The ‘how’ of teaching method seems to vary in its effectiveness with ‘who’ the instructors, ‘what’ content it intends to deliver and for ‘whom’ the course is targeted for. As there has been critique on the lack of rigorous experimental design, we employed a longitudinal research design to examine the effectiveness of experiential learning and case study immersion to develop entrepreneurial self-efficacy and opportunity recognition. Data were collected from two independent cohorts of undergraduate engineering degree program who undertook the same entrepreneurship course with different pedagogical approaches. Both groups were assessed using the same entrepreneurial attribute measures during the onset (t1) and upon the course completion (t2). The t-test results show no statistically significant difference in the self-efficacy. However, there is a statistically significant difference in the opportunity recognition. Furthermore, the effectiveness of each approach differs when paired t-test was assessed (t2-t1). We conclude that entrepreneurship educators should adopt approach that is constructively aligned based on field-specific learning outcomes that may vary with academic disciplines. Whilst teaching about entrepreneurship through case study immersion is effective to develop cognitive ability of non-business students to recognize opportunity, in contrast, experiential learning or teaching through entrepreneurship is the avenue to develop their self-efficacy.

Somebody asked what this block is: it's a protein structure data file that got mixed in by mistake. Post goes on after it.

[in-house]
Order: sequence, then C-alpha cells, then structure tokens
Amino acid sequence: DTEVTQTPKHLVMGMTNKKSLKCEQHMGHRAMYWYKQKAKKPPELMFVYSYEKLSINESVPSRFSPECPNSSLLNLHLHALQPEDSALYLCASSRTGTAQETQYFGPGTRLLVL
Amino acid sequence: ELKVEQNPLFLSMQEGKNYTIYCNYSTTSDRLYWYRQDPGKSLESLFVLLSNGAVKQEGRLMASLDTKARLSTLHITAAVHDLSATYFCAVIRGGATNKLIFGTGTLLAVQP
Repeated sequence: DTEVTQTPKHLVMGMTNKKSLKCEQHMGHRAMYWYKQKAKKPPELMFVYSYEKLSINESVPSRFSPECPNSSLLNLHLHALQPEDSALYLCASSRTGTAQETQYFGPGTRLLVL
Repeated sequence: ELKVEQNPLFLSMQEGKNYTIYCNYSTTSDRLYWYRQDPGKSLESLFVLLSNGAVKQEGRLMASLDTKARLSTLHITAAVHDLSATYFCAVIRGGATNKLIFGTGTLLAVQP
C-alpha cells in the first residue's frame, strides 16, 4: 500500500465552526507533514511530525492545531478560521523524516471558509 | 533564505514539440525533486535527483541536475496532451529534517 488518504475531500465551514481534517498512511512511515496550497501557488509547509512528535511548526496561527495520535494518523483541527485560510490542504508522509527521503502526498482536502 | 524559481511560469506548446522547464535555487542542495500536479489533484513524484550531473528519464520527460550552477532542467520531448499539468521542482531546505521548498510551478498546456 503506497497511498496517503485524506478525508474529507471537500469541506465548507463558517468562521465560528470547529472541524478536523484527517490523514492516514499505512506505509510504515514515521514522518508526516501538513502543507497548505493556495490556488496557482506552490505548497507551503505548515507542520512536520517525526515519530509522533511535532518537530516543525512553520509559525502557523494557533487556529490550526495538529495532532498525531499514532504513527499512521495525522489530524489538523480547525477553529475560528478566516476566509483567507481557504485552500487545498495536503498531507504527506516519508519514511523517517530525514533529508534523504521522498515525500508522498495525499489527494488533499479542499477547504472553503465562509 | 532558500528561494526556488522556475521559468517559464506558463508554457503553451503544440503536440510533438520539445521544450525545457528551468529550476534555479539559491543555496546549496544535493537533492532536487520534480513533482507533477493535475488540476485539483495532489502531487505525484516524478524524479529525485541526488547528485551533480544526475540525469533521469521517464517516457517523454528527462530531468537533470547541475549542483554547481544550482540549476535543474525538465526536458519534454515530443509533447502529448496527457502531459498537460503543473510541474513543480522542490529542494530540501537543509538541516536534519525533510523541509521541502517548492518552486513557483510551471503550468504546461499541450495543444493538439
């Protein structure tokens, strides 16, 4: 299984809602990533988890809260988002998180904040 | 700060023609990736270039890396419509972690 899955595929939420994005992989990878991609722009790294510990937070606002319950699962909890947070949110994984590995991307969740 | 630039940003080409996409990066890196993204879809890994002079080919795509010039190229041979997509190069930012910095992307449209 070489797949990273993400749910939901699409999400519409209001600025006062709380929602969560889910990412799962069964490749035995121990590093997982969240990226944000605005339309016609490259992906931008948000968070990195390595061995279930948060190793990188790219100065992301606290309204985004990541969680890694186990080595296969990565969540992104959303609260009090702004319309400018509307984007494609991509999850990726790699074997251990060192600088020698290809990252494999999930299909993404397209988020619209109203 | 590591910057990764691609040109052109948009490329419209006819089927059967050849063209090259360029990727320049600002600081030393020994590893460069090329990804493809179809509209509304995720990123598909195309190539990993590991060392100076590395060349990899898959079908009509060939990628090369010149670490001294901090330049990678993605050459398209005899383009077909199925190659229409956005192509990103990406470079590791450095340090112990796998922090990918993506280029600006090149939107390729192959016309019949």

Noorlizawati Abd Rahim, Universiti Teknologi Malaysia, Malaysia
Zainai Mohamed, Universiti Teknologi Malaysia, Malaysia
Zaidatun Tasir, Universiti Teknologi Malaysia, Malaysia
Sya Azmeela Shariff, Universiti Teknologi Malaysia, Malaysia